By Hannah Watts — Grand Ledge Gazette Reporter
GRAND LEDGE – Grand Ledge crime rates remain consistently low with a possible spike in property crimes and thefts in Spring 2014, according to police and fire officials.
Small town setting
The types and amount of crimes committed in Grand Ledge differ greatly from crimes that occur in surrounding cities. According to Grand Ledge Police Department officials, the crime rate in Grand Ledge remains fairly consistent.
“I think it’s fair to say that our crime rate has stayed the same for the last 5 years,” said Martin Underhill, Police Chief at the Grand Ledge Police Department.
Matt Stalding, on-duty officer at the Grand Ledge Fire Department, explained that the low crime rate is attributable to the small town setting.
“There’s not much here to attract people from out of town, so most people go to a surrounding larger city, like Lansing for recreation,” Stalding said.
With the extreme weather and temperatures experienced in the winter months, general safety continues to be a main priority.
“General safety related to weather conditions will be a main focus going forwards because of the volume and frequency of snow and the bitter cold temperatures,” said Dennis James, Detective at the Grand Ledge Police Department.
Breaking down the numbers
The Grand Ledge crime rate per 100,000 citizens has been below the U.S. average for the past decade. It was recorded at 102.4 for 2012, according city data. Lansing’s crime rate crime rate was more than 4 times that amount in 2012 at 422.6.
Thefts and burglaries make up the majority of the criminal incidents in Grand Ledge. James said that extreme winter weather may cause an increase in the occurrences of property crimes and vehicle thefts for Spring 2014.
“Generally we may expect a slight increase in property crimes, vehicle break-ins and vehicle thefts,” James said. “The cold has kept people inside this winter rather than engaging in those criminal activities. Our main focus going forward is deterring those crimes and maintaining patrols in at-risk areas”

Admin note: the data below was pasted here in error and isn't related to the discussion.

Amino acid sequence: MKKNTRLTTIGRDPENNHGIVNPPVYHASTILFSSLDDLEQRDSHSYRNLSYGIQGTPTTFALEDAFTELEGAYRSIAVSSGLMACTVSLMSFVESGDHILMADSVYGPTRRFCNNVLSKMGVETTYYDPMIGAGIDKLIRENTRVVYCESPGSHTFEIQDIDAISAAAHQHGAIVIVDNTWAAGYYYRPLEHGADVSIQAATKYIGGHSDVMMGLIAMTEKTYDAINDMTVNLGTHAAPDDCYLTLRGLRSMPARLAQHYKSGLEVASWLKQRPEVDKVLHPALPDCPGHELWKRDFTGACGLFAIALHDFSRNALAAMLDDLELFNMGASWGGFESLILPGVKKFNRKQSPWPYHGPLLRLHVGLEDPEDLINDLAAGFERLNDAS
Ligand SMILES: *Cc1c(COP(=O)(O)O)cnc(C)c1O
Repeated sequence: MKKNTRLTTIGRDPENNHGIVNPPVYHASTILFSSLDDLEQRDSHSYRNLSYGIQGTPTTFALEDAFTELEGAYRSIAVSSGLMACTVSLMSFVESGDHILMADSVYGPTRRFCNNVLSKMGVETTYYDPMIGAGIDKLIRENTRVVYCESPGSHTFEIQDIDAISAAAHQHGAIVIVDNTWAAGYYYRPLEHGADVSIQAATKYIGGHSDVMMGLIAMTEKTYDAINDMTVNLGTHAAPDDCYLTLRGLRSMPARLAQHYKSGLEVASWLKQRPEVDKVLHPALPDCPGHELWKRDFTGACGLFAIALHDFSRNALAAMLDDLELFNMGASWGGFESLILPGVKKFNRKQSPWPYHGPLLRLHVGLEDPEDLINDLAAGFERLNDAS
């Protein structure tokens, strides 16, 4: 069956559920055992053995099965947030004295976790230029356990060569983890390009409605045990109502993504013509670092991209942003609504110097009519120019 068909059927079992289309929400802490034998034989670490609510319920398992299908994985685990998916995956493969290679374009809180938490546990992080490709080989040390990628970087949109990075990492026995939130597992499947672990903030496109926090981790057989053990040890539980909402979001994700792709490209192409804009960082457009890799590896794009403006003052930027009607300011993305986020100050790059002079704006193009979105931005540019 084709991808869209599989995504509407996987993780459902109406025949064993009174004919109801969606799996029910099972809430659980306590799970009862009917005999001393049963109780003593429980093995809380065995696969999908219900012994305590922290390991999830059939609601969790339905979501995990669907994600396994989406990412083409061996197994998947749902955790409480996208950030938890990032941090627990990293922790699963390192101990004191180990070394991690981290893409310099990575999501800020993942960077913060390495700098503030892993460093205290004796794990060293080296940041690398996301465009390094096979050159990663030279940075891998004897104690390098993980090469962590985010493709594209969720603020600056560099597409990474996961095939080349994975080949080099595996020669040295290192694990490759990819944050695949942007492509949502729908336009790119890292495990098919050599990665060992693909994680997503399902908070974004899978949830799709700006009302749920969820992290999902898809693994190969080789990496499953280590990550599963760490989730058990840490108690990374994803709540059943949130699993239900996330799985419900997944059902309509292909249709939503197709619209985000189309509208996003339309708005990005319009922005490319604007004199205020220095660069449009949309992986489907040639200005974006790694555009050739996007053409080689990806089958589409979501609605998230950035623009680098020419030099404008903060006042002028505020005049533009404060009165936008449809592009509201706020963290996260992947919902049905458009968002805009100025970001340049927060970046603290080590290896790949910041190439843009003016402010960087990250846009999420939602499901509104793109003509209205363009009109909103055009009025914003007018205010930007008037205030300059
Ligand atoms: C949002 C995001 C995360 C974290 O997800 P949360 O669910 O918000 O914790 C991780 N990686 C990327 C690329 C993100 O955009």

Though crime rates within the city have remained consistent, Underhill draws a distinction between crime rates in small towns like Grand Ledge versus large cities like Lansing.
“It’s not like being in a large town like Lansing,” Underhill said. “We don’t have big emerging crime patterns. In a town of just over 8,000, we spend a lot of time on singular problems rather than trends.”
Brandon Moore, firefighter at the Grand Ledge Police Department, said that fast response times also deter potential crime. “Response times are faster, and we have more resources here to get to the scene more quickly and a smaller area to cover,” Moore said.
Crime rates are often higher in large cities because perpetrators have the ability to remain anonymous.
“We try to make it inconvenient for crime in Grand Ledge,” Underhill explained. “That’s easy in a small town. Many people will go to places where crime is most convenient, like Lansing, which has more ground to cover and offers more anonymity.”
Underhill stated that relationships formed between Grand Ledge residents help in keeping the rate low.
“You tend to see more crime in the community when people care less about the community,” Underhill said. “That’s not the case in Grand Ledge. Our population is less transient and the people who are here care about the city and each other.”
Contact reporter Hannah Watts at firstname.lastname@example.org.